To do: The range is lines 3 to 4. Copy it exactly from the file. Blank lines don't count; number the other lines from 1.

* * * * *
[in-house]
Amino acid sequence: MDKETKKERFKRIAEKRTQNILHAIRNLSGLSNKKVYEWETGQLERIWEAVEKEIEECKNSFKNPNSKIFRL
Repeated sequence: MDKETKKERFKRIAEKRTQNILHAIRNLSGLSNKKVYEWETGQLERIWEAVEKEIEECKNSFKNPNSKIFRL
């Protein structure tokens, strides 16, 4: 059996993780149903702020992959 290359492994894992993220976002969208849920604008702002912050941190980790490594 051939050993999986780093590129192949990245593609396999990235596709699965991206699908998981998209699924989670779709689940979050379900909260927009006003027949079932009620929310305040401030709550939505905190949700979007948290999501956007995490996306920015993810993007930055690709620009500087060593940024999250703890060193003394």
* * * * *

Repeated sequence: MDKETKKERFKRIAEKRTQNILHAIRNLSGLSNKKVYEWETGQLERIWEAVEKEIEECKNSFKNPNSKIFRL
């Protein structure tokens, strides 16, 4: 059996993780149903702020992959 290359492994894992993220976002969208849920604008702002912050941190980790490594 051939050993999986780093590129192949990245593609396999990235596709699965991206699908998981998209699924989670779709689940979050379900909260927009006003027949079932009620929310305040401030709550939505905190949700979007948290999501956007995490996306920015993810993007930055690709620009500087060593940024999250703890060193003394």